5. i totally agree with Pat, about your boxwood. That yellowing occurs with winter wind burn and only happens on extreme years. You can wrap the plants in burlap in the fall/early winter, to protect them from burn, or like Pat says, trim the burned parts away. If you do decide to replace them, i would put deciduous shrubs in that loose their foliage in the fall. you could plant things like forsythia, spirea, lilac, etc. that would make a beautiful and colorful hedge. That shed is really taking shape….looking forward to the finished project.

    1. Erika, thank you for the boxwood advice I had no idea I needed to wrap them. Yes we had a very hard, cold, deep snow winter. I hate to trim them, they’ll look horrible so I guess they have to go and something new will need to be put in. I have 5 to replace 🙁

  6. Here in Colorado when we have little snow, boxwood burn occurs. We must water monthly in winters like this as the ground never froze so roots were unprotected. Abundant Blessings!

    1. Jan I’ve never heard of boxwood burn. I water my boxwoods that are in pots all winter long but never thought to water the ones in the ground. I’m thinking they may not recover then. Thanks for the advice 🙂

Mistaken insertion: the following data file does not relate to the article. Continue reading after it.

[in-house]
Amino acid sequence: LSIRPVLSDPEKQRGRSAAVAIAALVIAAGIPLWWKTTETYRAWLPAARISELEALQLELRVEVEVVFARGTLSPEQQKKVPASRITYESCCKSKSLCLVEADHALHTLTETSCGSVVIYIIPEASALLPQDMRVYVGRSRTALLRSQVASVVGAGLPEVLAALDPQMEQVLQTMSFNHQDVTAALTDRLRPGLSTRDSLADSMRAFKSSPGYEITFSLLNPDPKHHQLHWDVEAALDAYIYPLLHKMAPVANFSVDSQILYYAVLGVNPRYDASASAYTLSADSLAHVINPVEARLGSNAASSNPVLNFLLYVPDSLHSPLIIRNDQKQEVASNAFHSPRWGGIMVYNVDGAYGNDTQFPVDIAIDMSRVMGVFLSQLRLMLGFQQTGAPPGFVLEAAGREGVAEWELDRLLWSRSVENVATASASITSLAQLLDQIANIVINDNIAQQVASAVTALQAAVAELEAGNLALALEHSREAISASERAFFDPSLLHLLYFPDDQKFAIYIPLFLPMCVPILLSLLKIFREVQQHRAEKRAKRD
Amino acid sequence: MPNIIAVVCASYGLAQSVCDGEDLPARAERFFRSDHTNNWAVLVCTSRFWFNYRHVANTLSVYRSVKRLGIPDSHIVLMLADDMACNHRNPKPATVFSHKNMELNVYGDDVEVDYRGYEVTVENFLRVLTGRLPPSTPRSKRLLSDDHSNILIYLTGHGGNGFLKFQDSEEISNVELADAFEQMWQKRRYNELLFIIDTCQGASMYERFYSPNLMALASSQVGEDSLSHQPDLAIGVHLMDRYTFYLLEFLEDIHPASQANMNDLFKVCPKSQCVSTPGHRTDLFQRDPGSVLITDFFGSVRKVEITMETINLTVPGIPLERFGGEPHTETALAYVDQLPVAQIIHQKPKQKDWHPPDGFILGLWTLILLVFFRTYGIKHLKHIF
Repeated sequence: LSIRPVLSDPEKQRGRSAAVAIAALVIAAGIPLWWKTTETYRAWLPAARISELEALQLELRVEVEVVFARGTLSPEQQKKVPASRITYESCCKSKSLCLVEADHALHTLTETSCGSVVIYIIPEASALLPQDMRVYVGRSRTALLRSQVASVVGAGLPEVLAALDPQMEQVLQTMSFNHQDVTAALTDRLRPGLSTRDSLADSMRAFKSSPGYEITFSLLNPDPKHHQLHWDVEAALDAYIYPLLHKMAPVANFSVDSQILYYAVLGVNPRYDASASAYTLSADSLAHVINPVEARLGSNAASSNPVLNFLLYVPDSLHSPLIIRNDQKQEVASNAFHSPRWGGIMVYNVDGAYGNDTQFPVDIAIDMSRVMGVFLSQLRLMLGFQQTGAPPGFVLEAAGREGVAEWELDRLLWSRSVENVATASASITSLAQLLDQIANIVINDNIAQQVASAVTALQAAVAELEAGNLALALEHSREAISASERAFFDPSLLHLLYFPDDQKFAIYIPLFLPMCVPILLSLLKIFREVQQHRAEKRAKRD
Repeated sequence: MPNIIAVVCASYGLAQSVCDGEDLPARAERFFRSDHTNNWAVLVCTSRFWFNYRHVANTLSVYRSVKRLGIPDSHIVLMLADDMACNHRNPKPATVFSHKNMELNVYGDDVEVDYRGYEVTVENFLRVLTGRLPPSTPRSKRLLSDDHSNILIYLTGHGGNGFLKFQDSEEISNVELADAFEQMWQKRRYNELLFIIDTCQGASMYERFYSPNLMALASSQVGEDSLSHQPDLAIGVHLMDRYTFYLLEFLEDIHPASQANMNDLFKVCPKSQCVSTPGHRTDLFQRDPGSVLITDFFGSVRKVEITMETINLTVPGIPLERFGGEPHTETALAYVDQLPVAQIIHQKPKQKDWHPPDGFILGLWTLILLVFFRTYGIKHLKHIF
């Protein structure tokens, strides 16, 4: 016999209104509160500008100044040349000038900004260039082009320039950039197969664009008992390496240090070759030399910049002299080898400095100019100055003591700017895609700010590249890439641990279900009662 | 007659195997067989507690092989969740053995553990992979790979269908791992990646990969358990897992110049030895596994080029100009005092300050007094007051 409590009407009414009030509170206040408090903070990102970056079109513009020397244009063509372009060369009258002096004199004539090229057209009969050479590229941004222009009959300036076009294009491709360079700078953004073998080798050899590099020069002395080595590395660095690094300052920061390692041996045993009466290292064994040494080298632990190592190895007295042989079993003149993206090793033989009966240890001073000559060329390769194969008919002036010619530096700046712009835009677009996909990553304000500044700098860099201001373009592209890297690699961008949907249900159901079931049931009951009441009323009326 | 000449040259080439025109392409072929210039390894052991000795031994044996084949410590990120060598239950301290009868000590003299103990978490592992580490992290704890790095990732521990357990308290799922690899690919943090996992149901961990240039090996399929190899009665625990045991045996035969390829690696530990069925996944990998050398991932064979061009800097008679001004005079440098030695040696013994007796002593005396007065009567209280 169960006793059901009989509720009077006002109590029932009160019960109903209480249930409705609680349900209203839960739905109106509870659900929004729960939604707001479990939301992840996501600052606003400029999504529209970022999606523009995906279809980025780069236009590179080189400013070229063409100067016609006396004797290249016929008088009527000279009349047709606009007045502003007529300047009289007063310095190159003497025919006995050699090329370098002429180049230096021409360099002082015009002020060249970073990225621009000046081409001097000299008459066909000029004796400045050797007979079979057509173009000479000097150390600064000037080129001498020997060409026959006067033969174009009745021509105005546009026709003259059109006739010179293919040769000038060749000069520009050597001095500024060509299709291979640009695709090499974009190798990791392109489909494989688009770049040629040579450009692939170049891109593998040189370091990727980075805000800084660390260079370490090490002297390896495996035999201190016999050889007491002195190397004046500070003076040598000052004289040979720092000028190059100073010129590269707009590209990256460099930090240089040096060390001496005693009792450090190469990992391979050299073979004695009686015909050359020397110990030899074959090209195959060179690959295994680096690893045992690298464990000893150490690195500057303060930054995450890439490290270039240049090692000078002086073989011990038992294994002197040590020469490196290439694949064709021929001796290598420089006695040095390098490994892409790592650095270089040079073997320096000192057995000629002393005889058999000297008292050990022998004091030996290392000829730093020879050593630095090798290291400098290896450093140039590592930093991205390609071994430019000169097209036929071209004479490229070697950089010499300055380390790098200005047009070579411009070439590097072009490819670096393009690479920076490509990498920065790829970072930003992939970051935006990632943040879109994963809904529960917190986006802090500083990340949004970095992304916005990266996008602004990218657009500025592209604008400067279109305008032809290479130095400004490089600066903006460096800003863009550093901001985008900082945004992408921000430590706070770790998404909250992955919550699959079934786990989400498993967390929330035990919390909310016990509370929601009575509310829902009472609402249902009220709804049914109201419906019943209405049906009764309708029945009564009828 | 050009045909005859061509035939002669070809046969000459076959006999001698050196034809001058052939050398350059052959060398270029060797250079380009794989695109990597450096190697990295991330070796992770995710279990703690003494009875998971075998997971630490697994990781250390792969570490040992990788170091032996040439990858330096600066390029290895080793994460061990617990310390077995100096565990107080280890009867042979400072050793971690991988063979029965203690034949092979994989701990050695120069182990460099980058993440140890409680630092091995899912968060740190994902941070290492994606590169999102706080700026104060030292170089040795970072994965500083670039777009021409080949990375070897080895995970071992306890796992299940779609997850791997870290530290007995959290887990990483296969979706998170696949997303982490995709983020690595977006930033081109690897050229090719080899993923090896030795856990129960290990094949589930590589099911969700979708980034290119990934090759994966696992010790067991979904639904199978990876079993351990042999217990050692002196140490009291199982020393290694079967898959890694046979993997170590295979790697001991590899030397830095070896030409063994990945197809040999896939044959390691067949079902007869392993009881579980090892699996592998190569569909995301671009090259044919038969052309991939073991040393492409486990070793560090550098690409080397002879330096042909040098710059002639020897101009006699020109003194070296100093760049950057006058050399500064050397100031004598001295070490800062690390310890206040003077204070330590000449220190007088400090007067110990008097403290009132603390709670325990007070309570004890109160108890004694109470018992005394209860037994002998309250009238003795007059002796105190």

7. Boxwoods do require a lot of water, including during the winter, in the form of snow. Thankfully, in central Indiana, we normally have a lot of rain in the late fall, so that seems to help the shrubs here and we seem to get enough snow in the winter to supply them with water. If it’s a really dry fall, the boxwoods will show a lot of winter burn. I covered mine the first year they were put in, but since then haven’t bothered. You might want to replace them this year, keeping in mind their need for water, regardless of the season. The damage may have been caused just because of this particular winter, and possibly once the new ones are more established, less damage will occur. Good luck. Boxwoods are great for providing some green in a dull and gray winterscape.

    1. Pat, we had a lot of snow and I’ve never watered them in the winter before I always assumed the snow was doing it for me. I went out Sunday, it was 55, and trimmed all the burn from them (they look good surprisingly) and I’m going to see how they do this spring. If they don’t look like there going to recover I’ll pull them and plant new. Lesson learned, I’ll cover them from now on in the winter and water them! Thank you for the tip 🙂